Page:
Spring will be here before we know it. But, even in the winter management decisions can be made to reduce losses caused by some important diseases. The most damaging pathogen of soybean is soybean cyst nematode (SCN) and now is the time to make decisions to control it. If you have confirmed soybean cyst nematode on your farm, it’s important to actively manage them to drive population densities to low numbers and keep them low to minimize the damage they can cause.

Management of SCN can be easy and may not require additional input costs. In fact, the first management recommendation is to rotate the infested field(s) with a nonhost crop, most Nebraska producers are doing this already by rotating soybean with corn. For the first 1-2 years of corn production, SCN population densities are expected to decline 50-75% each year. Growing continuous corn for additional years still helps reduce SCN, but the rate of reduction is expected to decline and will never reach zero SCN eggs. Other nonhost crops, such as small grains and alfalfa are also good options to help reduce SCN populations.

In addition to growing corn or other nonhost crops, it’s very important to carefully select soybean varieties that have SCN-resistance and rotate the sources of resistance that are used. Unfortunately, we have had limited choices for SCN resistance for decades. More than 95% of SCN-resistant varieties were derived from a single source of resistance — PI 88788. In Nebraska, approximately 50% of SCN populations are able to reproduce on PI 88788. In some states up to 100% of their SCN populations can reproduce on PI 88788. When selecting your varieties, try to identify ones with SCN resistance that comes from other sources, such as Peking, which is becoming increasingly popular in commercially available varieties. The good news is we now have another source of resistance, PI 89772 is available this year in 2 new varieties from Syngenta brands, Golden Harvest and NK. These varieties are in maturity group 2.3. If you can’t find a variety in your desired maturity groups with a different source of SCN resistance, it’s important to at least use soybean varieties with a high level of PI 88788 resistance. That information is available in ratings printed in seed company catalogs or contact your seed company representatives for more information.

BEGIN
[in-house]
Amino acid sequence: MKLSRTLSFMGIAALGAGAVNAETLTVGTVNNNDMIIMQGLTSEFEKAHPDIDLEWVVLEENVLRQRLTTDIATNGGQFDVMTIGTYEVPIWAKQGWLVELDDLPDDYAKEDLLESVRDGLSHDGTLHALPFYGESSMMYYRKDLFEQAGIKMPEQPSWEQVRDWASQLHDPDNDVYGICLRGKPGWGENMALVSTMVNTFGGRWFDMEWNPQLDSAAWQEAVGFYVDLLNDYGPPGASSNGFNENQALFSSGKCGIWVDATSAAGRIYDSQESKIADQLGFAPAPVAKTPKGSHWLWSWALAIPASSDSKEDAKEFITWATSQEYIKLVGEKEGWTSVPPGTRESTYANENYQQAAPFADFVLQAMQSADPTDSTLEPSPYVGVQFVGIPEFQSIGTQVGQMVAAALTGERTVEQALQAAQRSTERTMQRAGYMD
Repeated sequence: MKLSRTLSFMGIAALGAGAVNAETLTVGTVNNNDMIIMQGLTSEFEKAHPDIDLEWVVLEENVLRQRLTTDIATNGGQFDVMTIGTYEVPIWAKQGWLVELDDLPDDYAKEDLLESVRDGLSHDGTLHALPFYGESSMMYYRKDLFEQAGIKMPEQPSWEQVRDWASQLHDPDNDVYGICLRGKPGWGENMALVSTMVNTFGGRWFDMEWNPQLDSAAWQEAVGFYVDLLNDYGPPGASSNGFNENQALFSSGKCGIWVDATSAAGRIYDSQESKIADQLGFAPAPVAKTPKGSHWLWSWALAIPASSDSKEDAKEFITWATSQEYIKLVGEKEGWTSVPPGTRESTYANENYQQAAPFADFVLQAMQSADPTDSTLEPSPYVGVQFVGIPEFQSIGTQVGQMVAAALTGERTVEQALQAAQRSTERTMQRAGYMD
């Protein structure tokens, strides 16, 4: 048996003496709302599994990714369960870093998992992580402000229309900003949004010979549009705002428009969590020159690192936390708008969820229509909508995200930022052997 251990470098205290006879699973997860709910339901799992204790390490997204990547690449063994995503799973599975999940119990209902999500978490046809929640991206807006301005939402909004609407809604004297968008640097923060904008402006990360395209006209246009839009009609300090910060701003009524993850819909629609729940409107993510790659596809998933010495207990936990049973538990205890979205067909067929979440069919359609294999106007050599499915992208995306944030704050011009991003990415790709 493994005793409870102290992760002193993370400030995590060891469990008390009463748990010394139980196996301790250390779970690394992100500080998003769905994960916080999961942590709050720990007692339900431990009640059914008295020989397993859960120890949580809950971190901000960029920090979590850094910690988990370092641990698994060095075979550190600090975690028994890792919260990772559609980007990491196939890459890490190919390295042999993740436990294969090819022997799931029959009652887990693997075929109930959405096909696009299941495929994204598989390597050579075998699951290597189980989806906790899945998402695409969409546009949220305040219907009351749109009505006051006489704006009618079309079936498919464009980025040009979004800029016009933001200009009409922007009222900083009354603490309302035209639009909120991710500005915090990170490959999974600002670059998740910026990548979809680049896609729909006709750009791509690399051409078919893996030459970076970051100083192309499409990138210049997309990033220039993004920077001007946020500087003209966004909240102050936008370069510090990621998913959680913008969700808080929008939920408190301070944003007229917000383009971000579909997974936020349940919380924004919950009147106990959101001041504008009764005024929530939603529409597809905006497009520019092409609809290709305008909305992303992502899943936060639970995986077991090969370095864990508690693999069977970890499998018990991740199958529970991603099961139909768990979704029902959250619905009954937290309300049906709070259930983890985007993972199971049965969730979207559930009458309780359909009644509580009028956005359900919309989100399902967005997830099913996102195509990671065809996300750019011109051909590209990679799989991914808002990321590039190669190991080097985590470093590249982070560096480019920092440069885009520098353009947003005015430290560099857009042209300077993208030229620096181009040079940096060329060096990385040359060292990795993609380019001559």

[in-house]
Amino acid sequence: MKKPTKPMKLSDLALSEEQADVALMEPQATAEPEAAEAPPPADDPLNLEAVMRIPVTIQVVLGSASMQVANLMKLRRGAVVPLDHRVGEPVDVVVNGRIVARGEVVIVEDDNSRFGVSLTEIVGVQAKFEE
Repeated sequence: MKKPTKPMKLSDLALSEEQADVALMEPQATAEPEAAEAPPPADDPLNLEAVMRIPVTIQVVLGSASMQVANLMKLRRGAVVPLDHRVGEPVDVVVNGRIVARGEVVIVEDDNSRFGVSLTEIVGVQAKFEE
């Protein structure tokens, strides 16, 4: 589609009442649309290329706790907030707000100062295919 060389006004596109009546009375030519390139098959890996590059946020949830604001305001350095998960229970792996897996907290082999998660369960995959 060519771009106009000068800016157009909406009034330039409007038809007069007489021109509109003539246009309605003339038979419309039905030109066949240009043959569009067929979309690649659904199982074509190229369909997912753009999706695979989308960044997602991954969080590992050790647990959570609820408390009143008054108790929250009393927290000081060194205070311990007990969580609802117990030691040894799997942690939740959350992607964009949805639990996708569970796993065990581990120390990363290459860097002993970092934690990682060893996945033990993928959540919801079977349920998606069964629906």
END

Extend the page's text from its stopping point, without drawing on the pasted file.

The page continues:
In addition to selecting the best SCN-resistant variety for your farm and rotation, you also have several seed treatment nematicide products available. These products may provide some additional protection and can increase yield 1-5 bushels per acre, based on the results from Iowa State University. Seed treatments are not a substitute for the use of effective SCN-resistant varieties whose yield can vary by 10 or more bushels per acre in fields infested with SCN.

Remember weed management can be important as there are several common winter annual weeds that are hosts for SCN and can allow them to infect and reproduce to higher population densities even when there’s no crop in the field. Winter annuals henbit and purple deadnettle are strong hosts for SCN. Field pennycress, shepherd’s purse, small-flowered bittercress and common chickweed can also be hosts for SCN.

If you don’t know or haven’t tested a field(s) recently to check SCN numbers, you can collect a sample any time of the year, in any crop field, as long as you can get a soil probe into the ground. Submit a soil sample for SCN analysis at no charge thanks to support from the Nebraska Soybean Board. Send samples to the UNL Plant & Pest Diagnostic Clinic or contact your local Nebraska Extension Educator for more information.

If you have any questions, please contact us by email Melissa Bartels Melissa.Bartels@unl.edu or Tamra Jackson-Ziems tjackson3@unl.edu.

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